Visit a Local Bike Shop

If, after trying the two tricks above, you still haven’t figured out what size your bike’s pedal thread size is, you need to take the next step. The next step involves taking it to a local bike shop. Whatever you want, they should be kind enough to do them for you, including telling you your bike pedal thread size and helping you with a new set of pedals, if need be.

It is worth mentioning that if all it takes to replace all pedal threads were the same tools or if all of them were of the same sizes, you will have no trouble selecting the one that fits your bicycle perfectly. But with variation comes greater task.

Wrap Up

The fun, bliss, and chills of cycling along the mountains and moving from one street to another cannot be complete without the right bike pedal thread size. It can be tricky knowing which thread size type your bike is, but if you can determine whether it is the 9/16″ or the ½” size, your problems are minor.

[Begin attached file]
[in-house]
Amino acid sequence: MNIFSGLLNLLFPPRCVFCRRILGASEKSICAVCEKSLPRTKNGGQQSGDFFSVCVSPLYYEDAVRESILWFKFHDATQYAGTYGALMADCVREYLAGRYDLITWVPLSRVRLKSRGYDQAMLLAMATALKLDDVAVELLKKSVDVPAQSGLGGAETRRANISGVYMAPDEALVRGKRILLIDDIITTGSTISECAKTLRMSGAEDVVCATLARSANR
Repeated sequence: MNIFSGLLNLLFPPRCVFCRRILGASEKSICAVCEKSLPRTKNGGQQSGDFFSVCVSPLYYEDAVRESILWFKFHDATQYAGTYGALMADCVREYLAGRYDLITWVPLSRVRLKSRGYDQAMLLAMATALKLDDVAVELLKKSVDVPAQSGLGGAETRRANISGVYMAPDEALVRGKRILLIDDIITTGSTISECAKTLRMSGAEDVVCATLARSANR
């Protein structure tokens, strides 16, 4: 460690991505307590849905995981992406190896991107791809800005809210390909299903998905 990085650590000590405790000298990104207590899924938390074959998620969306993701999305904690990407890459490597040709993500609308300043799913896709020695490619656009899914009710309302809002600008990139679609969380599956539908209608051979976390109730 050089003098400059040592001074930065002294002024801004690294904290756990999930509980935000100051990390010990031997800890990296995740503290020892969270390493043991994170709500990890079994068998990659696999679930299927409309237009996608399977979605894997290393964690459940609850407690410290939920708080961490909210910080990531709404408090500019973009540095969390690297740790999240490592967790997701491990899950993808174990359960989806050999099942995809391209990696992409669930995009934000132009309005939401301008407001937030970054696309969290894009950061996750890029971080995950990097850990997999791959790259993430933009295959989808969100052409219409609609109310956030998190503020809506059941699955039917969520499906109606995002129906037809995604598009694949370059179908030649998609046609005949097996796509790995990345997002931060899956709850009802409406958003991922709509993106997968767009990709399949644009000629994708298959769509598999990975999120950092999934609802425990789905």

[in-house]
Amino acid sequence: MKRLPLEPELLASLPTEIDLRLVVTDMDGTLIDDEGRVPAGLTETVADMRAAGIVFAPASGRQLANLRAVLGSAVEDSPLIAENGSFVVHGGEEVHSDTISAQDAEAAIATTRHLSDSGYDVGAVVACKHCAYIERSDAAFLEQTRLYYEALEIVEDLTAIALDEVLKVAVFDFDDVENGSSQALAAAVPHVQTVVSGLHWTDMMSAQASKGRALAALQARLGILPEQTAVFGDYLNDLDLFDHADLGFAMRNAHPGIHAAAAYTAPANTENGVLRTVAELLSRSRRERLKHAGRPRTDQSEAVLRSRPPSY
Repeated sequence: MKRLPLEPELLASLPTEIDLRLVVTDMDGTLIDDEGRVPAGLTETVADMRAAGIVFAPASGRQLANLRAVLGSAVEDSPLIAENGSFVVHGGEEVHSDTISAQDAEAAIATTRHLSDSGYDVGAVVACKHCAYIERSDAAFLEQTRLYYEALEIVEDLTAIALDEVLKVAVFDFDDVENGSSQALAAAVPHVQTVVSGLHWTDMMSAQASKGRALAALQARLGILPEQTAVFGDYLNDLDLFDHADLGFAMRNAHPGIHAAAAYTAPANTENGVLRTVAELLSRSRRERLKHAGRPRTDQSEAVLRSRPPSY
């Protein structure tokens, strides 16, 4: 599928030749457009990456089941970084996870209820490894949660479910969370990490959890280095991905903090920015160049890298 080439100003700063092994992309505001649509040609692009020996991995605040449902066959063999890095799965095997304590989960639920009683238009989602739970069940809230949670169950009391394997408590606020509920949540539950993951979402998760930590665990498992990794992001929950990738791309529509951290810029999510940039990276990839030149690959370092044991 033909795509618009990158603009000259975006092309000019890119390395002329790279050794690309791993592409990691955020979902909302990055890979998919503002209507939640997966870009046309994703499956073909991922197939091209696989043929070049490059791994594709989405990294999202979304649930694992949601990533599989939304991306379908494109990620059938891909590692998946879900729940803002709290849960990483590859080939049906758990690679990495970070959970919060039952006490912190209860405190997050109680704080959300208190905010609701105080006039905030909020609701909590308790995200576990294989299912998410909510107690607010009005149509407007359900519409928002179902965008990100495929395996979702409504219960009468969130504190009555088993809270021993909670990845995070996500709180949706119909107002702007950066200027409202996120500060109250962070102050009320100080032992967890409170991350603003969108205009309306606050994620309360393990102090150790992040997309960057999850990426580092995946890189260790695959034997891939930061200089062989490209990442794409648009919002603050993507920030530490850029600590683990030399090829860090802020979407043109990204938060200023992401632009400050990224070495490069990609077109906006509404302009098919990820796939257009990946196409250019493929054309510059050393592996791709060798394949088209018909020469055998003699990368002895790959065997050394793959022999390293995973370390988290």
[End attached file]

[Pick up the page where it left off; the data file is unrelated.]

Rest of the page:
Similarly, you can check your bike’s cranks or get an accurate measurement of the thread size to know what thread size your bike is. If it’s not easy to determine, the local bike shop may be the ideal alternative.

David Brayton

About The Author - David Brayton

David is the owner and the main Author of this site Electricalwheel. Basically, he is a businessman and research writer. He had engineering degrees in Bachelors and Masters. Besides his business, he loves to do research on different aspects and share his findings with others.